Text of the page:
“It is not the load that crushes us, but the way we carry it” (Lou Holtz)
Living life in our own terms means the ability to live a life that is meaningful and fulfilling despite all that is happening around us. It means the ability to define life, not allowing our circumstances or experiences to define us. It means making conscious choices and being responsible for them. Someone once said that what matters is not what happens or happened to us, but our response to it, that defines the quality of our life. We all know people who have gone through very extreme adversities, but they have been able to use these experiences to grow, to be creative, to shine, to excel, and to touch the world. We also know people who have succumbed to adversities and given up their life altogether. What distinguishes one class from the other? It all lies in our attitude towards life. Wayne Dwyer once said that when we change the way we look at things, the things we look at change, and he could not have said it better.
In short, it is not the burden that crushes us, but the way we carry it.
We need to remember that whether we think we can, or we can`t, we are right.
The following is a lived experience of a lady who has faced challenging experiences, especially during the COVID-19 period. She shares how she is able to go on despite the circumstances, making choices that enhance her coping skills.
Thanks so much Mahlompho Mapalane for sharing.
HOW COVID-19 PANDEMIC AFFECTED ME & MY PERFORMANCE AT WORK
2020 started as usual. I did my annual plans and started to implement some activities according to the time frame and agreement with my immediate supervisor. Along the way we started getting a lot of information about Covid-19. Believe me, I did not know what this information was all about, why our head office sends us lots and lots of information about this covid-19: “WHAT IS THIS CORONA VIRUS?”.
The day came when we were all called to a meeting and that each and every one of us had to come up with a strategy and how we think we would overcome this virus. Still I did not understand what was happening. I think I was not well informed or I did not have anybody to really share with me what was actually happening.
The day our neighbouring country announced over the television the steps they were taking to minimize the spread of Covid-19 made it look real. The major one that affected us was the closure of all the border gates that surrounded our small landlocked country and the restriction of movement. Shops and other businesses were closed and we had to stay at home.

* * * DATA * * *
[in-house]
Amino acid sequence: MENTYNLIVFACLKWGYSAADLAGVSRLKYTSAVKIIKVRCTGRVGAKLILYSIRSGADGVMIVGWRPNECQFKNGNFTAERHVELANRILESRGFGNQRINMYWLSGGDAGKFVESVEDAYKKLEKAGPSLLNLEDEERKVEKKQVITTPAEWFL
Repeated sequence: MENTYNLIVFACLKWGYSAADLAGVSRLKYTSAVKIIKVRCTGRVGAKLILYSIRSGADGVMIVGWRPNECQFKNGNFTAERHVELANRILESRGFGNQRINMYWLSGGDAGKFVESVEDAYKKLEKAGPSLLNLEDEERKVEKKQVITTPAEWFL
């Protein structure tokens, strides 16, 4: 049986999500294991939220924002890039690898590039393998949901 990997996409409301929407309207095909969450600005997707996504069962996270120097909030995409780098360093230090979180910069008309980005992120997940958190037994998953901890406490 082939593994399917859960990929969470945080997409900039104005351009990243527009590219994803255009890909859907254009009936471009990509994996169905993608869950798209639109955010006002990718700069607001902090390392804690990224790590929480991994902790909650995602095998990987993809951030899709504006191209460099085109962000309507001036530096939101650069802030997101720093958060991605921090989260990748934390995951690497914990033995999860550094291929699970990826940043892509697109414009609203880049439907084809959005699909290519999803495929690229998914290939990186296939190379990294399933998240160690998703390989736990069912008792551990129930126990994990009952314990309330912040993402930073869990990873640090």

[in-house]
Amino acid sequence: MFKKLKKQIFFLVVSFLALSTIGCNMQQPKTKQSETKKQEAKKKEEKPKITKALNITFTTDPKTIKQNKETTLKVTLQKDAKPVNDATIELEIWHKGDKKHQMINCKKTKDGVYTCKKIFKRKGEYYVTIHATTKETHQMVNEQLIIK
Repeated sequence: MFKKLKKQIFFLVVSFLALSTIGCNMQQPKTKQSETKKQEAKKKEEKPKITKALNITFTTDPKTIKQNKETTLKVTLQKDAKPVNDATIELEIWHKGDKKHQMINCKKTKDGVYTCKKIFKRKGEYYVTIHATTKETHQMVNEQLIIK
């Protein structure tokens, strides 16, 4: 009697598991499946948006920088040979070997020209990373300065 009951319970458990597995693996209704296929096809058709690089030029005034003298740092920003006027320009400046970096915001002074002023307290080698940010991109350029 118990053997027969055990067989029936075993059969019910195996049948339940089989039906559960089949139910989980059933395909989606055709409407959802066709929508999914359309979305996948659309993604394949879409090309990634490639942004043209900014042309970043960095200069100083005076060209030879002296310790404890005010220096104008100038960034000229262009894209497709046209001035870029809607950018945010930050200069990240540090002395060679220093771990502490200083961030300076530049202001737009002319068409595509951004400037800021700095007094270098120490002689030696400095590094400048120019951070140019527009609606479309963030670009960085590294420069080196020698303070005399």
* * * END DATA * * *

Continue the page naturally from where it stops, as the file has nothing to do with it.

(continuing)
We, SOS Children’s villages Lesotho could not understand, we looked at innocent children, the closed down schools, empty churches, we restricted children`s movements and they had to remain within the campus.
Now we had to come up with a strategy on how to keep them busy and beat idleness. We thought of different activities, talents, studies and engaged pastors who live within the campus.
At the same time, we taught them the rules and regulations concerning Covid-19 provided by WHO.
It became a reality now that all planned activities for raising money for the same children had to be cancelled and I had to change my approach because I still have to ensure that children have food on the table.
My way of doing things changed completely to something very new called digital fundraising, which includes, social medial, local house media, development of websites etc.
There were no more face to face meetings. Responses to challenges that we used earlier could not be effective any longer. People started losing their jobs and could no longer support our initiatives, companies that used to support us stopped giving.
Life changed drastically, working hours were reduced, physical contact with other people became more and more restricted and sometimes not allowed at all.
This has affected my work and my organization negatively and worse still, the children whom we are not able to assist with the modem learning that is only online. Our children do not have access to the internet and computers for online studies.
2020 was the year that I was bound to raise more money for the children but this is impossible due to the factors mentioned above.
Personally, at the same time, I am affected by the situation of my son who completed his studies in June in India. In his last year when he was meant to write his final exam, he was forced to do it electronically. I have missed him for the past four years and now this is going to be the 5th year. I have developed high blood pressure due to the stress that I had when all these things started and I am wondering if I will ever see my beloved son again.
What has helped me to cope?
The fact that SOS Children`s Villages was and is still operational is a great drive. I am still receiving my full salary, except that the inflation has increased rapidly, but we are better off than others in this regard.
This experience should not leave us as we were before. It is important to grow from it, and establish strategies that help us to cope better. Having preventative measures in place is crucial. Eating healthy, exercising and reading more helps gain knowledge and skills. Ensuring sustainable projects will help to be self-reliant, for example in producing our own food. The green house donated by Herbalife Nutrition Foundation has ensured that children have fresh vegetables throughout the year. Keeping our own cows will help more so that we can produce our own fresh milk for the children and for generating income. We need to diversify local income, focusing on digital fundraising.
Since covid-19 pandemic l learned that the whole world was affected by the same virus regardless of race, religion, status, income, etc. The world is united in following the same WHO rules and regulations. We are all in this together.
Lastly, we need to accept changes in our life, and be creative in finding solutions.